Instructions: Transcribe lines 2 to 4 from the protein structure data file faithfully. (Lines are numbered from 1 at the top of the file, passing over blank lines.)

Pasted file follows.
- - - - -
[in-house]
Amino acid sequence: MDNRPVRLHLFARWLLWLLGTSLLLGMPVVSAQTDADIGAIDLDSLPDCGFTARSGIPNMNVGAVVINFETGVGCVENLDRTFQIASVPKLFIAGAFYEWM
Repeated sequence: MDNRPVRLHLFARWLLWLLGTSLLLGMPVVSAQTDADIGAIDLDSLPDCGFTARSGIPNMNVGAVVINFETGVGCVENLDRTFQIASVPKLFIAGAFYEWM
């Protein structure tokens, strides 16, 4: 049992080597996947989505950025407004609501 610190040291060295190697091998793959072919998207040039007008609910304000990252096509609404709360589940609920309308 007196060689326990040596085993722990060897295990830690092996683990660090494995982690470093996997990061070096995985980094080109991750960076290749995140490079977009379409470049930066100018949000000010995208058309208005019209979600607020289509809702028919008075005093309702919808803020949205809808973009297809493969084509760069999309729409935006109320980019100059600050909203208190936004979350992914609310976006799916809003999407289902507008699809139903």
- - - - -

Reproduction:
Amino acid sequence: MDNRPVRLHLFARWLLWLLGTSLLLGMPVVSAQTDADIGAIDLDSLPDCGFTARSGIPNMNVGAVVINFETGVGCVENLDRTFQIASVPKLFIAGAFYEWM
Repeated sequence: MDNRPVRLHLFARWLLWLLGTSLLLGMPVVSAQTDADIGAIDLDSLPDCGFTARSGIPNMNVGAVVINFETGVGCVENLDRTFQIASVPKLFIAGAFYEWM
């Protein structure tokens, strides 16, 4: 049992080597996947989505950025407004609501 610190040291060295190697091998793959072919998207040039007008609910304000990252096509609404709360589940609920309308 007196060689326990040596085993722990060897295990830690092996683990660090494995982690470093996997990061070096995985980094080109991750960076290749995140490079977009379409470049930066100018949000000010995208058309208005019209979600607020289509809702028919008075005093309702919808803020949205809808973009297809493969084509760069999309729409935006109320980019100059600050909203208190936004979350992914609310976006799916809003999407289902507008699809139903």